New ROM exhibit explores sexual harassment in arts with MeToo display
Cassandra Szklarski, The Canadian Press
Published Wednesday, June 27, 2018 5:39PM EDT
TORONTO -- An upcoming exhibit featuring the work of controversial photographer Raghubir Singh will be accompanied by a display outlining sexual misconduct allegations against the late artist.
The Royal Ontario Museum says it hopes to spark conversation with the concurrent program .MeToo & the Arts, meant to explore gender inequity.
South Asian Art curator Deepali Dewan calls it a "milestone" in the way the museum handles difficult content, expecting the head-on approach to shape the way it handles future projects that may be problematic.
"Modernism on the Ganges: Raghubir Singh Photographs" offers a retrospective of a man who pioneered the use of colour film in capturing street scenes in India from the late 1960s to the 1990s. Singh died in 1999.
The touring exhibit was the subject of a protest in New York last year by Brooklyn-based artist Jaishri Abichandani, who in previous reports has accused Singh of coercing her into sex during what she thought was a work trip to India.
Both displays run July 21 to Oct. 21.
Dewan says the .MeToo program is the result of lengthy consultations with Abichandani and Singh's family, and an external advisory committee made up of leaders in the arts community and women's advocacy. Abichandani could not immediately be reached for comment.
"It's difficult because there's pain on all sides and we wanted to make sure we proceed in a respectful way," says Dewan.
She says the museum wants to be a place where visitors can tackle tough questions and address current debates.
"We really want to be a civic hub at the ROM and we really want to be a place where important issues that are on our visitors' minds that they're talking about, that is relevant in their lives -- we want to be a space where those things can be discussed. And it's not easy. This is really, really hard."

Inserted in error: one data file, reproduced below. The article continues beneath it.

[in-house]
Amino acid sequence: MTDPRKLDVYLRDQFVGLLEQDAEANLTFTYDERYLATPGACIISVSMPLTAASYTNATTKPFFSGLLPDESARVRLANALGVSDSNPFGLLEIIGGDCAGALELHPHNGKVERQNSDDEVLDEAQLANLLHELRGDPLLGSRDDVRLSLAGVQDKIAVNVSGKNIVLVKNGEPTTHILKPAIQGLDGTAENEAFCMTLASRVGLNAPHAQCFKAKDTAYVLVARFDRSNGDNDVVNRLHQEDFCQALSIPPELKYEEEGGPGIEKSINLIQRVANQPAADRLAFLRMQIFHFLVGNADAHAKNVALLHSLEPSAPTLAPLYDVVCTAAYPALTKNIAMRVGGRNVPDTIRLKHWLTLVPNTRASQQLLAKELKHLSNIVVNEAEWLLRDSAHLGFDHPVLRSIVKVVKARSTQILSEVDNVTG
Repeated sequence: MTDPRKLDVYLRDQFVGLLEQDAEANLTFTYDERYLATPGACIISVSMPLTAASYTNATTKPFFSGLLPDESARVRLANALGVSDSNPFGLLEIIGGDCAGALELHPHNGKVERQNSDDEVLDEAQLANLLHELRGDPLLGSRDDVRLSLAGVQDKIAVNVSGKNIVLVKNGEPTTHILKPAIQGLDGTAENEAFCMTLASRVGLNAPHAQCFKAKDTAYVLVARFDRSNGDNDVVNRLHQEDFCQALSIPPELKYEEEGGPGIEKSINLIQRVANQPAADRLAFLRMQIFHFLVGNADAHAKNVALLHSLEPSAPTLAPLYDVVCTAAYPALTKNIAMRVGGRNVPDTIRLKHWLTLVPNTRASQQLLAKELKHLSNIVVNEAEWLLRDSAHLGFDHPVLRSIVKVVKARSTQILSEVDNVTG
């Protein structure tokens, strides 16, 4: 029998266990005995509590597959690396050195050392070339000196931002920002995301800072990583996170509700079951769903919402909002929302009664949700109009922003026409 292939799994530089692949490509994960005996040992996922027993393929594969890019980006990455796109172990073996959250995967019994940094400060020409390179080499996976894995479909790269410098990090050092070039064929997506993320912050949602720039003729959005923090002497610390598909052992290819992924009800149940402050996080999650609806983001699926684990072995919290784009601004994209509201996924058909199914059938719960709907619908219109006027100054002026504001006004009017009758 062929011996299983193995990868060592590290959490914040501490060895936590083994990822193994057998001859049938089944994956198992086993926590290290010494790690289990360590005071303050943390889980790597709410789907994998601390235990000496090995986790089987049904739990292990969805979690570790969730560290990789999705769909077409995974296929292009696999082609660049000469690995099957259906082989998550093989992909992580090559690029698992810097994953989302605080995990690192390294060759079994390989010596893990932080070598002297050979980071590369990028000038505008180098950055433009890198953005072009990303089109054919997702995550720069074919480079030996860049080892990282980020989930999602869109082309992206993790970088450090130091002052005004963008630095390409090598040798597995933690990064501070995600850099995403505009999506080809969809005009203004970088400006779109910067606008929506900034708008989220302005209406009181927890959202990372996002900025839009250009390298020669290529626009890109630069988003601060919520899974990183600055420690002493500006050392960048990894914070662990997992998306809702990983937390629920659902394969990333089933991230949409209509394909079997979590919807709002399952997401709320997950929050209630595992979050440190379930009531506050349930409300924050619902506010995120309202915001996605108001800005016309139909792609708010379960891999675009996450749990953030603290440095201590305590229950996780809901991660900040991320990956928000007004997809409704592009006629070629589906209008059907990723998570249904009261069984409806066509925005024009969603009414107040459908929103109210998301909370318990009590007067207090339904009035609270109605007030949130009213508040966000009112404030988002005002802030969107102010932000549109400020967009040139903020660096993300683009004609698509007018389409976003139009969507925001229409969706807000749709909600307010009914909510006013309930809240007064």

She says the museum first heard of the allegations late last year, soon after the .MeToo movement came to the fore.
"At that time in the .MeToo movement, it seemed like the only option out there that other institutions and industries were following were: When allegations came up, you would either cancel whatever you were doing or you would ignore it. It really felt to us like neither of those options were good," says Dewan.
"We are in a moment where museums are really grappling with what to do and there isn't one clear answer," she adds.
"If we had another year or two years to work on this, maybe we would have made other choices. And if the artist was alive, let's say, and there were active charges and an active case against it, we might have made different choices, as well."
She says the display will outline the allegations and how various museums have tackled the issue of sexual harassment against other artists. A third section will feature video clips of arts professionals reflecting on these issues.
There will also be films, panel discussions and possibly live performances that address gender issues.
Dewan says she expects the exhibit will mark a new approach to handling such thorny topics: "It's not the first time and not the last time."